Marriage to a U.S. citizen is one of the most common ways that non-citizens obtain their green cards in the U.S. Naturally, the law the requires that the marriage be a legitimate one based on a bona fide intent of the spouses to start a life together. Marriages entered solely to circumvent the immigration laws are considered fraudulent by the U.S. government and can form the basis for criminal prosecution and deportation. So don’t do it!
With that said, there are two main ways to get a green card through marriage to a U.S. citizen. One method is called adjustment of status. The second method is called consular processing. The main difference between the two is where the green card process takes place.
Both processes require the U.S. citizen to file a form called an I-130, which is a petition asking the U.S. government to recognize that a valid marriage exists between the citizen and non-citizen. Keep in mind that approval of the I-130 does not, by itself, grant the non-citizen any kind of immigration status in the U.S. It just means that the non-citizen can move forward with the rest of the green card application process.
Adjustment of status is the preferred method of applying for a green card when the non-citizen spouse is already in the U.S. at the initiation of the process. As long as the non-citizen entered the U.S. legally and has not committed any disqualifying acts, the I-130 can be filed concurrently along with the green card application itself (Form I-485) and the other required supporting documentation. This is the case even if the non-citizen spouse has overstayed his or her most recent period of authorized stay in the U.S. (ex: the non-citizen was given 6 months to stay in the U.S. as a visitor and stayed longer than that). It should be noted that once the adjustment of status application is filed, the application will normally be deemed abandoned if the applicant leaves the U.S. while the application is pending. However, this situation can be avoided if the non-citizen applies for what is called an “advance parole” document (colloquially referred to as a temporary “travel permit”). A request for advance parole can be filed along with the green card application (notably, those currently in the U.S. on H1B, L, or K3/4 status do not need advance parole to travel after applying for adjustment of status; their adjustment applications will not be deemed abandoned upon departure). It is also common for green card applicants to apply for a temporary work permit at the time they file for their green card. When both a temporary work permit and advance parole are requested at the time of filing the green card application, they will be issued together on a single “combo card” about 90 days after the green card package is filed with the government. The applicant can then use the combo card to work in the U.S. and travel in and out of the country while the green card application is pending. Once the green card is issued, the work permit and travel permit become void, and the non-citizen simply uses the green card for work and travel.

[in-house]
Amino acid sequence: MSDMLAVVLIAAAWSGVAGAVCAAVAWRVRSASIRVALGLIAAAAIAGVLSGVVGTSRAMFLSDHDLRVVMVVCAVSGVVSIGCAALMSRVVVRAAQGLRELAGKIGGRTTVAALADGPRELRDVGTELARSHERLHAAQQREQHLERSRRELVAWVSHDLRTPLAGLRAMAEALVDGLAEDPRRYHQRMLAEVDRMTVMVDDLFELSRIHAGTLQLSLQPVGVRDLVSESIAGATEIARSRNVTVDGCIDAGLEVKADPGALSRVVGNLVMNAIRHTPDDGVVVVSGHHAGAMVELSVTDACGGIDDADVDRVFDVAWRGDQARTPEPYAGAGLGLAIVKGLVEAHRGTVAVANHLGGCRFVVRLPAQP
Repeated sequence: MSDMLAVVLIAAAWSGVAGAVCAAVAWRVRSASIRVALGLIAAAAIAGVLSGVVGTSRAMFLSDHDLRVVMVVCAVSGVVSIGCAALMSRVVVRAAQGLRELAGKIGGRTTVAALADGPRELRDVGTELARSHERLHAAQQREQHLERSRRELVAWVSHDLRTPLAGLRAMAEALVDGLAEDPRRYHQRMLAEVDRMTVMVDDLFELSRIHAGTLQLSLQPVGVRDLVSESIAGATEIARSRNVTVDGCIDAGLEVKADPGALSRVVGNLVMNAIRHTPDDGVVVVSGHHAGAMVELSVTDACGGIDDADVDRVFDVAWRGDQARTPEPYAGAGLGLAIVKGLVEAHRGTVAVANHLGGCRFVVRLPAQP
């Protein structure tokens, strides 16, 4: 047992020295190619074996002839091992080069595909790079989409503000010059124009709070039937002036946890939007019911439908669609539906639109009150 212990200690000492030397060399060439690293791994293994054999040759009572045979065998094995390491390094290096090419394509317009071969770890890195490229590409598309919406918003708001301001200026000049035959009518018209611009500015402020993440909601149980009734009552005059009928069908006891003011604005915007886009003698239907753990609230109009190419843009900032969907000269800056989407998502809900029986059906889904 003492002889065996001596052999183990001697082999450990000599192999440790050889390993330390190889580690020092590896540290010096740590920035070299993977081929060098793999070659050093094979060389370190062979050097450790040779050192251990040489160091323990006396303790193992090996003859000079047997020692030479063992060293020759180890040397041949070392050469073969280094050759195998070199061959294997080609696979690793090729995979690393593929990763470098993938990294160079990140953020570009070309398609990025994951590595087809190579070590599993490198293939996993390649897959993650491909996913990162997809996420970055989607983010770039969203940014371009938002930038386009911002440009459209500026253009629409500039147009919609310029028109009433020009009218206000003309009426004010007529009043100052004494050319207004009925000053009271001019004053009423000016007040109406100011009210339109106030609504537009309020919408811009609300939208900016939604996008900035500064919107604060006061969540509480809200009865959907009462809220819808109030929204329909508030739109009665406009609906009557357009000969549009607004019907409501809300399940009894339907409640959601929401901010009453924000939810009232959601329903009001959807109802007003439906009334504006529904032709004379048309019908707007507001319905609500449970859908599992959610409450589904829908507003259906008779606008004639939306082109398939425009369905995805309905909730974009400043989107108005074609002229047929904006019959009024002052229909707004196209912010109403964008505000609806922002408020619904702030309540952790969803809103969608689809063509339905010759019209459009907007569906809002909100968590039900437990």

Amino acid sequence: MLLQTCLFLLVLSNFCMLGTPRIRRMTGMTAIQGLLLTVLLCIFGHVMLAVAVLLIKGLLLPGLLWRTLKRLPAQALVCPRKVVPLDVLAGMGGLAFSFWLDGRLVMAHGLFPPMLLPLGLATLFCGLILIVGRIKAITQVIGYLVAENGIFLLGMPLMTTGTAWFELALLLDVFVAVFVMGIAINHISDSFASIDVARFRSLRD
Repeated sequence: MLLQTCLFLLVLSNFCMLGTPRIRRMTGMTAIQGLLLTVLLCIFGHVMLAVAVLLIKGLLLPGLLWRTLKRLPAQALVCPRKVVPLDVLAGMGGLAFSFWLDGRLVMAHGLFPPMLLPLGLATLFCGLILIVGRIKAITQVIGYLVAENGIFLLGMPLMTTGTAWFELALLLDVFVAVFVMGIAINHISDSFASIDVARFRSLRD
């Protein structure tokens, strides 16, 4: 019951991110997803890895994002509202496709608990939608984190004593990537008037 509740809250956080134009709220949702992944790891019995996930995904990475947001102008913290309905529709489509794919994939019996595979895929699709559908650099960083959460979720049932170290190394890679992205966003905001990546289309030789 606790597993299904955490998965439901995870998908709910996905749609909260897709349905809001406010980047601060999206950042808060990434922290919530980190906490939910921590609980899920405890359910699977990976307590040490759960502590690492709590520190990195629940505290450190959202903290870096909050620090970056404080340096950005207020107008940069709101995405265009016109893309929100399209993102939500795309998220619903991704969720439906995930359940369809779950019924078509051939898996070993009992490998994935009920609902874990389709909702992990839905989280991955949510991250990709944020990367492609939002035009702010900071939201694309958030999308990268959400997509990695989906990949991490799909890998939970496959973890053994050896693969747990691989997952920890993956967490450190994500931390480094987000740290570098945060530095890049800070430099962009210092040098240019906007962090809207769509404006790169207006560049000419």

Consular processing is the applicable procedure when the non-citizen spouse is outside the U.S. at the time the green card process is initiated. The term “consular processing” simply refers to the process of applying for a green card through a U.S. embassy or consulate in a foreign country. The process begins with the filing of the I-130 by the U.S. citizen spouse. Once approved, the applicant and his or her spouse must file a number of supporting documents with the National Visa Center (an organ of the U.S. Department of State). In consular processing, the green card application is an online form called the DS-260 which is filed through the Department of State’s website. Unlike the I-130 and I-485 in the adjustment of status of process, the I-130 and DS-260 cannot be filed concurrently. The I-130 must be approved first, then the DS-260 can be filed. The non-citizen spouse will be scheduled for an interview at the local U.S. embassy or consulate. Upon approval of the DS-260, an “immigrant visa” will be placed in the non-citizen’s passport. This immigrant visa allows the non-citizen to travel to the U.S., and upon entry the non-citizen will be accorded status as a lawful permanent resident (i.e. a green card holder). The physical green card itself is mailed to the newly minted permanent resident upon payment of a small fee which is paid after the non-citizen arrives in the U.S.
A few other important points to keep in mind: (1) For couples married less than two years at the time permanent resident status is issued to the non-citizen, he or she will be accorded “conditional” permanent resident status rather than full permanent resident status. Conditional permanent residents have all the same rights and privileges as full permanent residents, except their status is only valid for 2 years (full permanent residents have indefinite permanent resident status and cards that only need to be renewed every 10 years). In the 90 day window preceding expiration of the conditional permanent resident card, the U.S. citizen and non-citizen spouse must file a joint petition to remove the conditions on the non-citizen spouse’s permanent resident status. Upon approval of that petition, the conditional resident status will be converted to full permanent resident status. (2) Criminal history, prior U.S. immigration violations, and a host of other issues can complicate the green card application process. Some situations may necessitate the filing of a waiver. Any complexities in your personal history should be discussed with an experienced immigration attorney prior to applying for your green card.